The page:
Two “old foxes” of Nigerian politics and an (almost) outsider, much appreciated by young voters, are the three favorites in the presidential elections which will take place tomorrow February 25 in Nigeria.
The only thing that unites the three challengers is that none of them has a military background, unlike incumbent President Muhammadu Buhari, who cannot run after his second term. Bola Ahmed Tinubu, 70, the former governor of Lagos, is the All Progressives Congress (APC) presidential candidate, while the main opposition People’s Democratic Party (PDP) is represented by Atiku Abubakar, 76, who was vice-president in the second term of Olusegun Obasanjo (who was president from 1976 to 1979 and then from 1999 to 2007) and had ran for the presidency five times.
Both Tinubu and Abubakar are members of the elite of the Muslim north, breaking the unwritten rule of choosing a president from the Muslim north (as Buhari is in power) and one from the Christian south.
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The third main candidate is from the south. Peter Obi, 61, a former Governor of Anambra State (south-east), expresses hope for renewal, especially among the youth of the country. Obi was formerly a member of the PDP but switched to the Labor Party (LP) in 2022. Since then, he has gained a lot of support from the younger generation of Nigerian voters.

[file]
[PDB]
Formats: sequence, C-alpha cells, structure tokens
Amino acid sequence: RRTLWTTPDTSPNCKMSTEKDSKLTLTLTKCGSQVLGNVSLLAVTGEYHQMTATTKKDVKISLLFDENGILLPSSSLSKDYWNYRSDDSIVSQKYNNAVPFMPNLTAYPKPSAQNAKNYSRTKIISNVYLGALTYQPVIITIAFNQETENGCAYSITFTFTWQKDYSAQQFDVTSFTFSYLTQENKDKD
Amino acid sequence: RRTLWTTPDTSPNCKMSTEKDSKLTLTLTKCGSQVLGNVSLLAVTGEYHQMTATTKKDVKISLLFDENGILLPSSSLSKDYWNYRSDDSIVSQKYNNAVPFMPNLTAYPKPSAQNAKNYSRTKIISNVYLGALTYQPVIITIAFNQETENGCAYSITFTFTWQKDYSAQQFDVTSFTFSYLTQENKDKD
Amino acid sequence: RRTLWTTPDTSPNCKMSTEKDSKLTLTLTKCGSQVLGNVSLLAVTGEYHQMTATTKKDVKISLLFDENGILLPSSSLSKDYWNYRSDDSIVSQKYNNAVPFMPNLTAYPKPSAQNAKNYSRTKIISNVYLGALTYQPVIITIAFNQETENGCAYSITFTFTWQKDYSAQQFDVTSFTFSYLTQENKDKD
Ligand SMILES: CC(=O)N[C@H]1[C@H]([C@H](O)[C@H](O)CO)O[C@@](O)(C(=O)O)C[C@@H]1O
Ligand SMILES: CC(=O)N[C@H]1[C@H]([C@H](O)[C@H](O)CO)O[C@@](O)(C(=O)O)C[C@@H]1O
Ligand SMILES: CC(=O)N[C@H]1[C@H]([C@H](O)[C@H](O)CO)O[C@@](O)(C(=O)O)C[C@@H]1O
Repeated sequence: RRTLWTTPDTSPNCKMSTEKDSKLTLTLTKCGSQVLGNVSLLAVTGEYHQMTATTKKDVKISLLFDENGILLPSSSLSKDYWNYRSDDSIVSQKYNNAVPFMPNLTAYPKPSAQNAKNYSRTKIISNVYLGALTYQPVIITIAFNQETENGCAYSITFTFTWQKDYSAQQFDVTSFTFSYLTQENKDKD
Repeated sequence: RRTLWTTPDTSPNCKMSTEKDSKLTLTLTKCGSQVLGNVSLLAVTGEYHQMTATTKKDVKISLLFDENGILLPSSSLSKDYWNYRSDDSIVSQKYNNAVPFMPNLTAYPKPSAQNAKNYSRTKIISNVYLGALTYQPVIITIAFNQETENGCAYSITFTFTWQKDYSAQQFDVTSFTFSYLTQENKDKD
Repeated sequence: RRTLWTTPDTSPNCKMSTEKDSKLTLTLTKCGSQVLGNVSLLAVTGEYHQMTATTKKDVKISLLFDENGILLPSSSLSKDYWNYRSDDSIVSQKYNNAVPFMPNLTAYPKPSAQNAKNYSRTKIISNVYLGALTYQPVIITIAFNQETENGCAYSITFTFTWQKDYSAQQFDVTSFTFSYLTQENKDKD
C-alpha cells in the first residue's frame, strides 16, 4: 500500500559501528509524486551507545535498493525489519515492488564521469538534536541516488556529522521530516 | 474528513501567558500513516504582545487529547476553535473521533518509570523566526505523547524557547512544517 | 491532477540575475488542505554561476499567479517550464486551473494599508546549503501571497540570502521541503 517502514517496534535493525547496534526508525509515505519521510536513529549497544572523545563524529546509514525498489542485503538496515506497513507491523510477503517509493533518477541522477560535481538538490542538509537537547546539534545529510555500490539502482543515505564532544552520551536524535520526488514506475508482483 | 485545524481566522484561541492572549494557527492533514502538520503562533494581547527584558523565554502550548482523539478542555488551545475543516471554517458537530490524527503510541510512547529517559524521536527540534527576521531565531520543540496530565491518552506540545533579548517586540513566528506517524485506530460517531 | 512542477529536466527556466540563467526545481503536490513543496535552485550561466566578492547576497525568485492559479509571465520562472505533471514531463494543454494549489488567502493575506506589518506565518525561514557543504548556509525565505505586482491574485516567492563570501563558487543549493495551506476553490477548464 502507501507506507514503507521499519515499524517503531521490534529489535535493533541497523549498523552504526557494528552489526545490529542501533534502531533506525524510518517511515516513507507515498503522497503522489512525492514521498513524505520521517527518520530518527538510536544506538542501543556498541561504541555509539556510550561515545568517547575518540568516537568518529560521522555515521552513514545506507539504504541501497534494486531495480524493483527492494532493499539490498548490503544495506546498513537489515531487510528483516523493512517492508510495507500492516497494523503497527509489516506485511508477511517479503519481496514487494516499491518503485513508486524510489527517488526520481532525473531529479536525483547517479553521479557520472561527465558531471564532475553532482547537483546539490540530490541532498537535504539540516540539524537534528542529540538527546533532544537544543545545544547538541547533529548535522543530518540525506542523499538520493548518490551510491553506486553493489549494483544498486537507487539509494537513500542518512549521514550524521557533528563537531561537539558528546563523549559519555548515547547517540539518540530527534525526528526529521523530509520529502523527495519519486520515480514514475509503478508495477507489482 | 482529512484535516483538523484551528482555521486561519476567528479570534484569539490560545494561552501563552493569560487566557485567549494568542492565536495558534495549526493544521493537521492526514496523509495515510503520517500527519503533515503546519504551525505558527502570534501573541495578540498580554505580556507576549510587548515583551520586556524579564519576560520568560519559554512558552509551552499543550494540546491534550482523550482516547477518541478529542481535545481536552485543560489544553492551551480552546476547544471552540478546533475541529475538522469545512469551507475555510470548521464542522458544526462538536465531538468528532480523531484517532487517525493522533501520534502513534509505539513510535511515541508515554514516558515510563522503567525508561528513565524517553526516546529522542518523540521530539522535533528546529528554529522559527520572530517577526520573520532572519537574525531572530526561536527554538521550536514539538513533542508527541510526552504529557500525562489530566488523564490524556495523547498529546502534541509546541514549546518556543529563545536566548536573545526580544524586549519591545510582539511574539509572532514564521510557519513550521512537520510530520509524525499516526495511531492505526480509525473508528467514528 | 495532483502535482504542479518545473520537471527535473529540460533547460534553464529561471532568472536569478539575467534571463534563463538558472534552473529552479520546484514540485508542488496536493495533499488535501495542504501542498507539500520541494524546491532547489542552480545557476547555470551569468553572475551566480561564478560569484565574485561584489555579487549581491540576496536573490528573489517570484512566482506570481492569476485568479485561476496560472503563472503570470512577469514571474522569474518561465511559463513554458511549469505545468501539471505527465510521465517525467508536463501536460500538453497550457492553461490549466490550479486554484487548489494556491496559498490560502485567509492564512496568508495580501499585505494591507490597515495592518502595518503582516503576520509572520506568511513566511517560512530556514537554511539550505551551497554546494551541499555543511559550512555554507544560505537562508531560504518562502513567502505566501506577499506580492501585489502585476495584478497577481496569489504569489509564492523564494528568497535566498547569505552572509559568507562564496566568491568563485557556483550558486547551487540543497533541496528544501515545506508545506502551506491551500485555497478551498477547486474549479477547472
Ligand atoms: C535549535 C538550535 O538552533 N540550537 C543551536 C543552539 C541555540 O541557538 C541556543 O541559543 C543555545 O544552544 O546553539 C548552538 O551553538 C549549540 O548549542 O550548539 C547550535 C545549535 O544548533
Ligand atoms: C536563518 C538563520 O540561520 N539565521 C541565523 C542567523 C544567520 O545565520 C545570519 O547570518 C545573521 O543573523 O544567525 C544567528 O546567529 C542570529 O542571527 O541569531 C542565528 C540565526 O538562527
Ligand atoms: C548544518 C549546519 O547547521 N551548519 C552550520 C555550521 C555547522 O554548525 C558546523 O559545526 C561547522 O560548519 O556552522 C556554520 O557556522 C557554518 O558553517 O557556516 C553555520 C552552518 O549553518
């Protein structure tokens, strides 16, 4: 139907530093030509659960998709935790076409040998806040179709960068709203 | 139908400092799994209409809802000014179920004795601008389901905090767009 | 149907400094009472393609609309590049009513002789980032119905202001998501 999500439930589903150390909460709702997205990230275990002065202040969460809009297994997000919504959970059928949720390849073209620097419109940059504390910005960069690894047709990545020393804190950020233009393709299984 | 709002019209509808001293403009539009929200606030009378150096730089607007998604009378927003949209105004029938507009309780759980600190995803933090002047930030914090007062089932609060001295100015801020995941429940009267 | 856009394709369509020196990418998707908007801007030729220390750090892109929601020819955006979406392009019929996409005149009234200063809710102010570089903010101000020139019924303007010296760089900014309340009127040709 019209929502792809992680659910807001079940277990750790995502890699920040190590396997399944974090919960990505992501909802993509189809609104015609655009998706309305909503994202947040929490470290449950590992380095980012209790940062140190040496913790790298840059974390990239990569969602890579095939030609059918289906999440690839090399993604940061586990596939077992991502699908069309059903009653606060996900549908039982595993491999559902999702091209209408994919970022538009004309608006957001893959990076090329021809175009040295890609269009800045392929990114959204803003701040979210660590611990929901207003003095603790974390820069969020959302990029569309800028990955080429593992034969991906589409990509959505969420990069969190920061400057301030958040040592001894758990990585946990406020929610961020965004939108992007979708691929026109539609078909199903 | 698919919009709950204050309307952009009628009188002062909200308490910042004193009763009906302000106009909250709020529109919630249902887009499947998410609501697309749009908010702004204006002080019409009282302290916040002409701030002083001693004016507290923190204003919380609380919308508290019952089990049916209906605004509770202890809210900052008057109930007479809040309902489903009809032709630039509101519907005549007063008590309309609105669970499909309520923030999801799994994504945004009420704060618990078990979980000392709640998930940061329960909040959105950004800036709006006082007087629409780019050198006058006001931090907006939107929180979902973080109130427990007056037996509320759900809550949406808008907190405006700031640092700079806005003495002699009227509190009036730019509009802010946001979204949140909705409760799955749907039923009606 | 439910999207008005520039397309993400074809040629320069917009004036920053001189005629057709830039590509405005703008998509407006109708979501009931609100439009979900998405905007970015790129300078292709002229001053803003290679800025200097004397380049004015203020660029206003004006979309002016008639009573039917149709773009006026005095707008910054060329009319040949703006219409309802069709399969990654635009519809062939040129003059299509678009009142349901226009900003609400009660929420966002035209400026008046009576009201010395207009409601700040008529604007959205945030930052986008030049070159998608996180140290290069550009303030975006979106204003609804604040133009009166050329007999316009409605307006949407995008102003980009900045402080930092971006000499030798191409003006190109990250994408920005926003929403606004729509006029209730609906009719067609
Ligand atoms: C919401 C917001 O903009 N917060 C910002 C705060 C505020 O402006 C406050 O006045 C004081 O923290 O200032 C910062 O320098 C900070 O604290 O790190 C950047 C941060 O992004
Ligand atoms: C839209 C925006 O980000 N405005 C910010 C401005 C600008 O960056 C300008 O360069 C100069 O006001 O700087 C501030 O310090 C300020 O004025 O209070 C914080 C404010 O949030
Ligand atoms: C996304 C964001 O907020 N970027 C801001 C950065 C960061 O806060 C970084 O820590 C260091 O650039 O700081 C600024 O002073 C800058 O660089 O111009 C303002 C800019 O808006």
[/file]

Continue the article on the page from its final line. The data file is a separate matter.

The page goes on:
Widespread insecurity and the economic crisis are the main problems afflicting Nigerians and to which politicians must respond.
This year’s elections are considered a turning point in the country’s democratic history, because in addition to the presidential elections on February 25, votes will also be taken on filling the 469 seats in the National Assembly, for which 4,223 candidates are running. Also, on March 11, 28 out of 36 states will elect a new governor, with 17 incumbent governors reaching their term limits and therefore unable to run.
The expectations for a renewal of political leadership at local and federal level are therefore very high. If these expectations are not met, there is a risk of further tension and violence in a country of over 213 million people (93 million eligible voters), four in ten of whom live below the poverty line, without electricity, drinking water or sanitation.
In the past, there has often been a wave of violence in connection with elections, which also involved political parties, which often pursue ethnic and denominational interests. Despite the agreement signed in September 2022 by the candidates and representatives of the 18 political parties for a peaceful election campaign, this year’s election campaign was again marked by violence.